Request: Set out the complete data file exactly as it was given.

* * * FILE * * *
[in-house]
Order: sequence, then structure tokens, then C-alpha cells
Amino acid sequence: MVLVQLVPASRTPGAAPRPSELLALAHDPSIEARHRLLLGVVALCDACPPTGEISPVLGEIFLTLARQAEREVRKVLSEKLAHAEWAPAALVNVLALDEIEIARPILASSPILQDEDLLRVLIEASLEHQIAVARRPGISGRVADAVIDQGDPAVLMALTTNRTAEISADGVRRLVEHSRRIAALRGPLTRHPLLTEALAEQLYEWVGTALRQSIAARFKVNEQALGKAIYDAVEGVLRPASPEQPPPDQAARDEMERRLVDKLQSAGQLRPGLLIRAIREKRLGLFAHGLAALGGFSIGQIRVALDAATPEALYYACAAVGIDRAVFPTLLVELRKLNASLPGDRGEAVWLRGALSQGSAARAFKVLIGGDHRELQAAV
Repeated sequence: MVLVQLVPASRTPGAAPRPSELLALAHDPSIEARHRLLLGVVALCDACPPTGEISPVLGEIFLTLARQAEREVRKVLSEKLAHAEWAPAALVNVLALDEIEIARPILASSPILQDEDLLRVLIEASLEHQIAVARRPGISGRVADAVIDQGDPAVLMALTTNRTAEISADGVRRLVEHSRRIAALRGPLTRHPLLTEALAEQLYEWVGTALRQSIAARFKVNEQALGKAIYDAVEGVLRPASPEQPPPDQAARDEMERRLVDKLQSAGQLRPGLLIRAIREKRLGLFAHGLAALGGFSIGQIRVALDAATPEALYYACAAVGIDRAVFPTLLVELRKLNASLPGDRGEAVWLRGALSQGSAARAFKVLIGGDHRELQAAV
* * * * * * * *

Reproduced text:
[in-house]
Order: sequence, then structure tokens, then C-alpha cells
Amino acid sequence: MVLVQLVPASRTPGAAPRPSELLALAHDPSIEARHRLLLGVVALCDACPPTGEISPVLGEIFLTLARQAEREVRKVLSEKLAHAEWAPAALVNVLALDEIEIARPILASSPILQDEDLLRVLIEASLEHQIAVARRPGISGRVADAVIDQGDPAVLMALTTNRTAEISADGVRRLVEHSRRIAALRGPLTRHPLLTEALAEQLYEWVGTALRQSIAARFKVNEQALGKAIYDAVEGVLRPASPEQPPPDQAARDEMERRLVDKLQSAGQLRPGLLIRAIREKRLGLFAHGLAALGGFSIGQIRVALDAATPEALYYACAAVGIDRAVFPTLLVELRKLNASLPGDRGEAVWLRGALSQGSAARAFKVLIGGDHRELQAAV
Repeated sequence: MVLVQLVPASRTPGAAPRPSELLALAHDPSIEARHRLLLGVVALCDACPPTGEISPVLGEIFLTLARQAEREVRKVLSEKLAHAEWAPAALVNVLALDEIEIARPILASSPILQDEDLLRVLIEASLEHQIAVARRPGISGRVADAVIDQGDPAVLMALTTNRTAEISADGVRRLVEHSRRIAALRGPLTRHPLLTEALAEQLYEWVGTALRQSIAARFKVNEQALGKAIYDAVEGVLRPASPEQPPPDQAARDEMERRLVDKLQSAGQLRPGLLIRAIREKRLGLFAHGLAALGGFSIGQIRVALDAATPEALYYACAAVGIDRAVFPTLLVELRKLNASLPGDRGEAVWLRGALSQGSAARAFKVLIGGDHRELQAAV